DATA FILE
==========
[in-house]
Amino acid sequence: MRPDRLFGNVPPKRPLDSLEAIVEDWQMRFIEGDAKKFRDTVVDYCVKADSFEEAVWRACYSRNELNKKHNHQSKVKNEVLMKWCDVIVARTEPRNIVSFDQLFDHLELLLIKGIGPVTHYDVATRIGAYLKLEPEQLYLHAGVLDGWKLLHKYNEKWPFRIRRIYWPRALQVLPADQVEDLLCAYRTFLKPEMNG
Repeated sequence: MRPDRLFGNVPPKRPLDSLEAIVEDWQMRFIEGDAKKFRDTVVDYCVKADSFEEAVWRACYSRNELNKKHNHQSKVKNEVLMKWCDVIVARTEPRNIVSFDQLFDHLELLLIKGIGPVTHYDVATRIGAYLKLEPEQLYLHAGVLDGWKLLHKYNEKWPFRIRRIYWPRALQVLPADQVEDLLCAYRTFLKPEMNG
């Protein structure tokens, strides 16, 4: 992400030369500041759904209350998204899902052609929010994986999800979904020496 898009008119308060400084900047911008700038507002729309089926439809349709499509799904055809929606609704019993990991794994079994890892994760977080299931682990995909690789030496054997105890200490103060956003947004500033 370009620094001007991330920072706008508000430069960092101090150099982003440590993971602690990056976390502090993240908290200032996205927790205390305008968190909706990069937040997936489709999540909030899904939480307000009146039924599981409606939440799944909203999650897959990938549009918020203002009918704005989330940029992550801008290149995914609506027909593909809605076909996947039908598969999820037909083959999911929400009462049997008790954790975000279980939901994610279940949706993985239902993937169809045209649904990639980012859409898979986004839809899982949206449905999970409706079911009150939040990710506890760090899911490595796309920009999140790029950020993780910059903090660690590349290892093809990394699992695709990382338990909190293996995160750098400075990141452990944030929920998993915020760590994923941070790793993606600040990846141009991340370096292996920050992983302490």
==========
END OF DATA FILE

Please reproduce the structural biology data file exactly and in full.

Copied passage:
[in-house]
Amino acid sequence: MRPDRLFGNVPPKRPLDSLEAIVEDWQMRFIEGDAKKFRDTVVDYCVKADSFEEAVWRACYSRNELNKKHNHQSKVKNEVLMKWCDVIVARTEPRNIVSFDQLFDHLELLLIKGIGPVTHYDVATRIGAYLKLEPEQLYLHAGVLDGWKLLHKYNEKWPFRIRRIYWPRALQVLPADQVEDLLCAYRTFLKPEMNG
Repeated sequence: MRPDRLFGNVPPKRPLDSLEAIVEDWQMRFIEGDAKKFRDTVVDYCVKADSFEEAVWRACYSRNELNKKHNHQSKVKNEVLMKWCDVIVARTEPRNIVSFDQLFDHLELLLIKGIGPVTHYDVATRIGAYLKLEPEQLYLHAGVLDGWKLLHKYNEKWPFRIRRIYWPRALQVLPADQVEDLLCAYRTFLKPEMNG
């Protein structure tokens, strides 16, 4: 992400030369500041759904209350998204899902052609929010994986999800979904020496 898009008119308060400084900047911008700038507002729309089926439809349709499509799904055809929606609704019993990991794994079994890892994760977080299931682990995909690789030496054997105890200490103060956003947004500033 370009620094001007991330920072706008508000430069960092101090150099982003440590993971602690990056976390502090993240908290200032996205927790205390305008968190909706990069937040997936489709999540909030899904939480307000009146039924599981409606939440799944909203999650897959990938549009918020203002009918704005989330940029992550801008290149995914609506027909593909809605076909996947039908598969999820037909083959999911929400009462049997008790954790975000279980939901994610279940949706993985239902993937169809045209649904990639980012859409898979986004839809899982949206449905999970409706079911009150939040990710506890760090899911490595796309920009999140790029950020993780910059903090660690590349290892093809990394699992695709990382338990909190293996995160750098400075990141452990944030929920998993915020760590994923941070790793993606600040990846141009991340370096292996920050992983302490």